How President Obama Undermined His Legal Case for Syria Action

All signs point to limited Western military action against the Syrian government sooner rather than later. U.S. Secretary of State John Kerry cleared the way with his remarks today. He called the attack a "moral obscenity" and described as "indisputable" evidence that the Assad regime launched it.  It appears that the United States and other Western powers are reconciling themselves to action without UN approval. CBS News reports that the administration will make a legal case based on violations of key treaties rather than UN approval:

Obama ordered up legal justifications for a military strike, should he order one, outside of the United Nations Security Council. That process is well underway, and particular emphasis is being placed on alleged violations of the Geneva Convention and the Chemical Weapons Convention.

British foreign secretary William Hague also alluded to ways around a paralyzed Security Council.

In this context, the remarks that President Obama made on CNN at the end of last week become puzzling. In the course of that interview, the president discussed the legality of a potential military response [emphasis added]:

CUOMO: The red line comment that you made was about a year ago this week.

OBAMA: Right.

CUOMO: We know since then there have been things that should qualify for crossing that red line.

OBAMA: Well, Chris, I've got to -- I've got to say this. The -- when we take action -- let's just take the example of Syria. There are rules of international law.

CUOMO: Uh-huh.

OBAMA: And, you know, if the U.S. goes in and attacks another country without a U.N. mandate and without clear evidence that can be presented, then there are questions in terms of whether international law supports it, do we have the coalition to make it work, and, you know, those are considerations that we have to take into account.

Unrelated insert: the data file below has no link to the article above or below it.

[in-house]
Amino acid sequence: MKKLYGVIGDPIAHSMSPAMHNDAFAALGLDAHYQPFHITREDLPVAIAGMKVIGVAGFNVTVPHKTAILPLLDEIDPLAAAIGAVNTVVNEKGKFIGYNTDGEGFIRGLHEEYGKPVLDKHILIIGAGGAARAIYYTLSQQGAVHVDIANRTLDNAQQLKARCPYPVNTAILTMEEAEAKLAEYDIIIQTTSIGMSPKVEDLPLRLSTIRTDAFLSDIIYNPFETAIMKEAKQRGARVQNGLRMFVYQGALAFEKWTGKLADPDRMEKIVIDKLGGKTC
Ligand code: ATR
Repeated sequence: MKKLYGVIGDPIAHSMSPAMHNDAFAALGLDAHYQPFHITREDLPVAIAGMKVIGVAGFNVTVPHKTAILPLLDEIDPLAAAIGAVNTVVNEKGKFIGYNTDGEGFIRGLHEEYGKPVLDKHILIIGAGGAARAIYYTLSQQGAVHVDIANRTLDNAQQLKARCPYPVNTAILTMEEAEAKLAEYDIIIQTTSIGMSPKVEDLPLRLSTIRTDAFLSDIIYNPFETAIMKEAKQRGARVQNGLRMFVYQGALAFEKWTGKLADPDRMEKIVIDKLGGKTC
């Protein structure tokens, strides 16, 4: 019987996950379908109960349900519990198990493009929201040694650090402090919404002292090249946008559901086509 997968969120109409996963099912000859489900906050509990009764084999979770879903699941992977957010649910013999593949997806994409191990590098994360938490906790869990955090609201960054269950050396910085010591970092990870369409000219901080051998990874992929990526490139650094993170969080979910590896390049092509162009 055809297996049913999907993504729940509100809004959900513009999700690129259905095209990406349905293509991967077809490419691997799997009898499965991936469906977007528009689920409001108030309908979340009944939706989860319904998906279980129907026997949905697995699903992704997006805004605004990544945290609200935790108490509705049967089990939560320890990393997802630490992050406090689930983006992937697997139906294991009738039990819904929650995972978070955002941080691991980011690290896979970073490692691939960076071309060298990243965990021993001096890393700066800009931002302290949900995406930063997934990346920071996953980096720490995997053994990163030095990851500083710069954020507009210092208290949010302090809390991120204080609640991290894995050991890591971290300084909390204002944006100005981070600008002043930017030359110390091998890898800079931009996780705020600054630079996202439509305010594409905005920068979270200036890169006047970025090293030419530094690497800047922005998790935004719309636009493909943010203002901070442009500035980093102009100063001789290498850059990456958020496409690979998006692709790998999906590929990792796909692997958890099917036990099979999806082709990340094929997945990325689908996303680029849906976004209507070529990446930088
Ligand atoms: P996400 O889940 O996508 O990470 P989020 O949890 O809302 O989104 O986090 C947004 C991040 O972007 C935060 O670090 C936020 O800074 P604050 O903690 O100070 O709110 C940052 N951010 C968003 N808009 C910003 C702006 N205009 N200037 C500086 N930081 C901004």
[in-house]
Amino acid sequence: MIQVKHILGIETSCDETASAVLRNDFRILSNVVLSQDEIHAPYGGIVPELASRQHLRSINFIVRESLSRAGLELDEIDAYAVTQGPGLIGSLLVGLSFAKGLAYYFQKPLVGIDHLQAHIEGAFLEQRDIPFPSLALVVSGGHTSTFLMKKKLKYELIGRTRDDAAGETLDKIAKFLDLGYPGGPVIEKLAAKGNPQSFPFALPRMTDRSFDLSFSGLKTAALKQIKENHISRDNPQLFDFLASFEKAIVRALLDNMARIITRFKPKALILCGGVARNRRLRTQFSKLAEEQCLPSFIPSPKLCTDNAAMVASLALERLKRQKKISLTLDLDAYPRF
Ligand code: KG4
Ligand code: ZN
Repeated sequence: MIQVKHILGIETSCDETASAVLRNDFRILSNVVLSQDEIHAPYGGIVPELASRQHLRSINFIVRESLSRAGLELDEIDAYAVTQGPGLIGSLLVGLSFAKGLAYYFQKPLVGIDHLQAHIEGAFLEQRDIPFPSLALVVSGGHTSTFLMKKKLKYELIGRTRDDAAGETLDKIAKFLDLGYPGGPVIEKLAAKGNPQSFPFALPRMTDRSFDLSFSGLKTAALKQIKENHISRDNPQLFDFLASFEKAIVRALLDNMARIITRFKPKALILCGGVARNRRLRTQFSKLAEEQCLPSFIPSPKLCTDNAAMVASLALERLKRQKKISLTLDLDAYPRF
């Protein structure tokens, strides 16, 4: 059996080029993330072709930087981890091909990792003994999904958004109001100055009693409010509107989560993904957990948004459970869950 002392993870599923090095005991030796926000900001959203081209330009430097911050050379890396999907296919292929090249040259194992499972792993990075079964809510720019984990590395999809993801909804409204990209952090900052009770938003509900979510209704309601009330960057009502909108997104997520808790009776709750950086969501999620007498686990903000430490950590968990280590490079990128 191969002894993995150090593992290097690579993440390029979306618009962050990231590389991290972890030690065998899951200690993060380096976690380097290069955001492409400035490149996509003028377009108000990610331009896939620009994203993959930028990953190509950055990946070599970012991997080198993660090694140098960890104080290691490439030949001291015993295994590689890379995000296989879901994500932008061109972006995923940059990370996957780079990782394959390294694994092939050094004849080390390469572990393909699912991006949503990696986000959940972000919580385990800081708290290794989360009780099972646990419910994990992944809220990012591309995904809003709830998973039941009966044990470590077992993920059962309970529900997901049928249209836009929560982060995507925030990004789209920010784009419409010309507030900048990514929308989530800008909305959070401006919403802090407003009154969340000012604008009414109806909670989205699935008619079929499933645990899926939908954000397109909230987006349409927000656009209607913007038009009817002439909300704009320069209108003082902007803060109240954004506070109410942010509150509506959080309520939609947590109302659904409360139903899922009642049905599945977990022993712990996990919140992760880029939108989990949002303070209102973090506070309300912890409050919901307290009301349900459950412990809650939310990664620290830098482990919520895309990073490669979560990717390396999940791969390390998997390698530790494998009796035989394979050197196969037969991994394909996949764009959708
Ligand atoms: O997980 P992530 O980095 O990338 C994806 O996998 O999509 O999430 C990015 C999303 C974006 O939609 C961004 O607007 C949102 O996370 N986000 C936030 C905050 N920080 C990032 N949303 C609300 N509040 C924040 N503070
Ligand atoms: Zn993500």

The United States has almost always insisted that it can use force in defense of vital national interests (and not just immediate self-defense) with or without UN approval. Successive U.S. national security strategies have made that point clear. In its own version, the Obama administration nodded vigorously at international standards but left plenty of ambiguity:

While the use of force is sometimes necessary, we will exhaust other options before war whenever we can, and carefully weigh the costs and risks of action against the costs and risks of inaction. When force is neces-sary, we will continue to do so in a way that reflects our values and strengthens our legitimacy, and we will seek broad international support, working with such institutions as NATO and the U.N. Security Council.

The United States must reserve the right to act unilaterally if necessary to defend our nation and our interests, yet we will also seek to adhere to standards that govern the use of force. Doing so strengthens those who act in line with international standards, while isolating and weakening those who do not. 

The president wasn't nearly as careful in his remarks, a point that several Security Council members may soon note.

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The Multilateralist

Military Action in Syria as Reprisal